A controversial challenge to the works of Ron Chernow and David McCullough
Lin-Manuel Miranda's play "Hamilton" has reignited interest in the founding fathers; and it features Aaron Burr among its vibrant cast of characters. With Fallen Founder, Nancy Isenberg plumbs rare and obscure sources to shed new light on everyone's favorite founding villain. The Aaron Burr whom we meet through Isenberg's eye-opening biography is a feminist, an Enlightenment figure on par with Jefferson, a patriot, andmost importantlya man with powerful enemies in an age of vitriolic political fighting. Revealing the gritty reality of eighteenth-century America, Fallen Founder is the authoritative restoration of a figure who ran afoul of history and a much-needed antidote to the hagiography of the revolutionary era.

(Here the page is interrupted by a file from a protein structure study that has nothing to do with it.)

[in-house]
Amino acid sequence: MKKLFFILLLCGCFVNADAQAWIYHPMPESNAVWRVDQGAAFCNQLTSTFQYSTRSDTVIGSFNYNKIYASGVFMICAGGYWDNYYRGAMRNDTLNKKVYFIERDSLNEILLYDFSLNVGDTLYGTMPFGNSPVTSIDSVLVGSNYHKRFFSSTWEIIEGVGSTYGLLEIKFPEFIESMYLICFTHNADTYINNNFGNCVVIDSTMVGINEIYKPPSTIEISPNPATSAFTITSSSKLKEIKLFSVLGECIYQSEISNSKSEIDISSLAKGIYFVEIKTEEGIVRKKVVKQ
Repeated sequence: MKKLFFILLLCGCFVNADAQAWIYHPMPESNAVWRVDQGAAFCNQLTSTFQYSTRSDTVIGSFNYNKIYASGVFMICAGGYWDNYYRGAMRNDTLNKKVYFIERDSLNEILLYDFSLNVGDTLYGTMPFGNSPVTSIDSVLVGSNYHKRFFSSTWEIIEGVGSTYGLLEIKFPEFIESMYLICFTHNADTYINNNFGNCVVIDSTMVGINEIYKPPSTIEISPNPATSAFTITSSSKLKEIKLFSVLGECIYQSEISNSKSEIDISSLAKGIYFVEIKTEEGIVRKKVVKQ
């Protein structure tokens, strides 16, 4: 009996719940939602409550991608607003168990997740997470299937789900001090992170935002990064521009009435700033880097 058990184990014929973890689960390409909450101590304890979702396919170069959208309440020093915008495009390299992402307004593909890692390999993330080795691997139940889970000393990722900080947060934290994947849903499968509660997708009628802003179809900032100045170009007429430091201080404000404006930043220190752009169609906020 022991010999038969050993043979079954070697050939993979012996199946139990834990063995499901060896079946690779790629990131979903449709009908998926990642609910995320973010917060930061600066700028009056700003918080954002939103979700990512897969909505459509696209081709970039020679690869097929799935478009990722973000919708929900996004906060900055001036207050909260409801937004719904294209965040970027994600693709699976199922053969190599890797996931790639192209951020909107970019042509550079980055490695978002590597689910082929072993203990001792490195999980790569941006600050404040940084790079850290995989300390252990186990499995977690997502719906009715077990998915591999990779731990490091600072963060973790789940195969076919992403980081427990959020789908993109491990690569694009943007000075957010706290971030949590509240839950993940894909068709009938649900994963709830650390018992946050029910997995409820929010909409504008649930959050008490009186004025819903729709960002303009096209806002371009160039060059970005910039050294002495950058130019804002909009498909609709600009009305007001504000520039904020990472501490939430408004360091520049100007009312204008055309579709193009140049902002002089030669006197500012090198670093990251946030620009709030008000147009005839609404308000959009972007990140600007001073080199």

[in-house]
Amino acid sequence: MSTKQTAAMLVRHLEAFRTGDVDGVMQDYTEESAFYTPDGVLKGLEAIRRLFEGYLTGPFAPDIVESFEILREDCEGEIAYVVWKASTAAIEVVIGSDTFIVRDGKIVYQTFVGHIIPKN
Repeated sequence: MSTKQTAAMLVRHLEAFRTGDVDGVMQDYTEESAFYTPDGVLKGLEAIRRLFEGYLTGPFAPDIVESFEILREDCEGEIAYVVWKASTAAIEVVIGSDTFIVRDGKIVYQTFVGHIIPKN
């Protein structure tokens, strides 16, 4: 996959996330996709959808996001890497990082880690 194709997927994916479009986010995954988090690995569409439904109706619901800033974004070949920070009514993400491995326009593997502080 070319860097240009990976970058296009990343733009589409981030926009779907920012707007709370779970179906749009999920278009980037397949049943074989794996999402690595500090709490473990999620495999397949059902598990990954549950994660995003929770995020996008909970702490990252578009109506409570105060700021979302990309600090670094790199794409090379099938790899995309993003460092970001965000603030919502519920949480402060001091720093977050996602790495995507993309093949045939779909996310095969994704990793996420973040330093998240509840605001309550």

Nancy Isenberg is the Mary Frances Barnard Chair in nineteenth-century American history at the University of Tulsa. She is the author of Sex and Citizenship in Antebellum America, which was chosen as the best book in the field for 1999 by the Society of Historians of the Early American Republic.
Isenbergs meticulous biography reveals a gifted lawyer, politician and orator who championed civility in government and even feminist ideals, in a political climate that bears a marked resemblance to our own.
The Washington Post
Full of insight and new research. It is an important and engaging account.
The New York Times Book Review
[A] sterling biography.
The Boston Globe
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